From theDesk of ...
Designer and Founder, Billy Reid
Billy Reid is the ultimate Southen gentleman. Growing up in Louisiana, he watched his mother run a boutique and later studied art and design before working at Saks Fifth Avenue and Reebok, developing products and designing before stepping out to launch his own line. Unfortunately, the dismal economic conditions in the aftermath of the September 11th attacks forced him to close and move to his wife's hometown of Florence, Alabama, in order to regroup and try something new. He reintroduced his brand under the name Billy Reid and opened his first shop in New York City, on the very day the stock market crashed in 2008. That is to say: Billy Reid the man, a champion of American style, doesn't have an ounce of quitting in him.
He's no stranger to hard work and determination, and that kind of grit and grace shows up in his clothes. He's built a solid business, giving men just what they need, when they need it most. Garments that are at once timeless and yet feel very “of the moment”. It's how he can make the pea coat Daniel Craig wore as James Bond and an old school denim shirt, along with the kind of knit polos that no wardrobe feels complete without these days. The Alabama-based designer now oversees a team of over 100 people, running the brand with a dozen stores and a worldwide operation with collaborations in the eyewear and homeware spaces. How does he do it all? We stopped by his office to find out.
on my desk
- Vintage cocktail vessels, patches and pin cushions
- Rhodia grid lined paper pad
- Fashionary menswear sketchbook
- Pentel mechanical pencils
(the .7 mm version only)
- Random Fall 2024 fabric swatches
- Williams Sonoma collab boards
- Stacks of art, music and design books
- Blank “thank you” notes
- Hotel Chelsea pen (a recent gift)
- Antique brass scallop sauciers with more pins
Honestly, this desk reminds me of when I started my business.
It's not much different now than when I launched the label from our bedroom many years ago. Today, I do most of my work from home, and that helps me focus and get stuff done efficiently. I have always gotten up early and work best focusing on tasks, not the clock. That freedom is key for me, personally.
My schedule changes, as needed.
There is no rhythm other than being an early riser. I wake up at daylight or earlier in the morning. I like to get many of my tasks done before other folks start working. Sometimes I work late at night, especially for research projects.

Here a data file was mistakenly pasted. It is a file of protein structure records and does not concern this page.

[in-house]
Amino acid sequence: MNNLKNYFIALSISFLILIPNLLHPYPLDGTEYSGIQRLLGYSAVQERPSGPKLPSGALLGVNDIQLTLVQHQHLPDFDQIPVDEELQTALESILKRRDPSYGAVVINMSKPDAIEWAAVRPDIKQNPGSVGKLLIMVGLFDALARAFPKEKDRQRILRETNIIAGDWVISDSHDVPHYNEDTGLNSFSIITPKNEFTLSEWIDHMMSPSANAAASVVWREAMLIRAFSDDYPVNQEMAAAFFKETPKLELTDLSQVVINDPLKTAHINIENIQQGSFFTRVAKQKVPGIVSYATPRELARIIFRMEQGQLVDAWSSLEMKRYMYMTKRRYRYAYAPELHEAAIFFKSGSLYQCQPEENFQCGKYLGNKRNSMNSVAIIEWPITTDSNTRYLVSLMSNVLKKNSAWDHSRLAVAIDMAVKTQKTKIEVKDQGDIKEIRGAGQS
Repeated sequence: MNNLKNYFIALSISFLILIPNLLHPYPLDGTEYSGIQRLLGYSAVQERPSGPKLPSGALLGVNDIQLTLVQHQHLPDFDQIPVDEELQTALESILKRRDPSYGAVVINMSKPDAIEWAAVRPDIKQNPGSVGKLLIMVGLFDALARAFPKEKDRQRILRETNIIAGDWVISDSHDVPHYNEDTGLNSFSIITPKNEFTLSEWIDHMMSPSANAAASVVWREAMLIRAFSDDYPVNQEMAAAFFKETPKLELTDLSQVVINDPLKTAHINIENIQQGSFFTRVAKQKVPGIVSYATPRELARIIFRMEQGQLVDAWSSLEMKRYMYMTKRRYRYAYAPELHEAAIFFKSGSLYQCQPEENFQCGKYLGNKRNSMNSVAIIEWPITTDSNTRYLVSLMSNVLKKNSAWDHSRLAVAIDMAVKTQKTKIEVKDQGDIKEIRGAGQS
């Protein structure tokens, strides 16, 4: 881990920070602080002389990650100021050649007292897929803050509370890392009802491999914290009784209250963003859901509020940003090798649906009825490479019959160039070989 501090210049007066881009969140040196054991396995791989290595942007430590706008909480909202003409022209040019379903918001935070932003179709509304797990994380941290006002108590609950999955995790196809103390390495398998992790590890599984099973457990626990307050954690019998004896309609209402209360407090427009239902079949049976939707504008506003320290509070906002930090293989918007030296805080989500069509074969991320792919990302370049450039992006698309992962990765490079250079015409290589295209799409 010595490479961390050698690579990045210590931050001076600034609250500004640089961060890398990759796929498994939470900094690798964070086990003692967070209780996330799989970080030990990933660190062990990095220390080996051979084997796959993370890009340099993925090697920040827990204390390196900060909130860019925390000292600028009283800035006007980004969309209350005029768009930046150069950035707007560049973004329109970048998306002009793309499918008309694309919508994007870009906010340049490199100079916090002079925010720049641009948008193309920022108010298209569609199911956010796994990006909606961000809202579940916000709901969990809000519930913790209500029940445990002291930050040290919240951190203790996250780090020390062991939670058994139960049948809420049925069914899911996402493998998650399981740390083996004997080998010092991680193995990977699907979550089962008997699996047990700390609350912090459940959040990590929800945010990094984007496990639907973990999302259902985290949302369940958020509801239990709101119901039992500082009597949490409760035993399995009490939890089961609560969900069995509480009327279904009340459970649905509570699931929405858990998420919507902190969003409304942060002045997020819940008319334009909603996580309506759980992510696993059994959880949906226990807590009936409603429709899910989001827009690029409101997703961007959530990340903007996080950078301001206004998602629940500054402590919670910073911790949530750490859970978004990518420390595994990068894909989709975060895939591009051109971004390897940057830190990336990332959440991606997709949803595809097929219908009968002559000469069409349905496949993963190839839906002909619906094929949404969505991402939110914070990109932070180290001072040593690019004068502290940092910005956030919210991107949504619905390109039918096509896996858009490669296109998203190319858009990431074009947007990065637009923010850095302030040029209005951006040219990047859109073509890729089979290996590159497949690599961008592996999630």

The newest item on my desk ...
Is a pen from the Hotel Chelsea in New York. A good customer in our Florence, Alabama, shop gave it to me along with a copy of a story about my apartment at the Hotel Chelsea.
But the oldest and most sentimental item ...
Has to be a few little pieces that my children made out of red clay while in elementary school. And a very old pin cushion in the shape of a ball gown that I found when we moved to Alabama many years ago.
The team uses Google Calendar.
Those notifications are big help to keep us all in line and up to date. Staying ahead of the calendar on major milestone commitments regarding seasonal design is essential. It takes the pressure off the deadlines. But, personally, I'm more of a to-do list person as the tasks themselves usually keep me on track.
I’m a pencil-and-paper
kind of guy.
Always have been. Of course, digital is inevitable today. But I prefer to start with rough sketching for everything from bodies and big ideas to graphics.
I don’t rely on a lot of apps.
Apple Pages is my go-to presentation app. And it gets a workout with a now digitally reliant team.
Music is a constant when
I’m at work.
It helps keep me focused and I like the vibe it sets.
I want to ban ...
All those abbreviations, if only because I have no clue what they mean, and I fear others might be just as confused. KPI? SNS and WIP? RF1... what the heck does all this mean? SOS! We also set a timer for meetings. That's a helpful tactic that aids my sanity.
I rarely, if ever, eat lunch at my desk.
Some days, you just can't get away, but I really prefer to take lunch away from the desk. It gives you a break, which is often so needed. Especially for your creativity.
But I do believe in “inbox zero”.
Does it always happen? No way. But it sounds good to me and it's something we can strive for, right?
I still like getting dressed for work.
On the day-to-day, I keep it pretty comfortable in general. But if I have commitments involving being in front of customers or other business-related tasks, I may dress up appropriately.
“Switching off” after work isn’t always easy.
There's no real end point, everything runs together. It's hard to separate work and personal in my world, but I'm used to it after all these years, and works for me.
Consistency and resiliency are the keys to success.
I think that's what helped me get to where I am today. Do what you believe in and do it with integrity.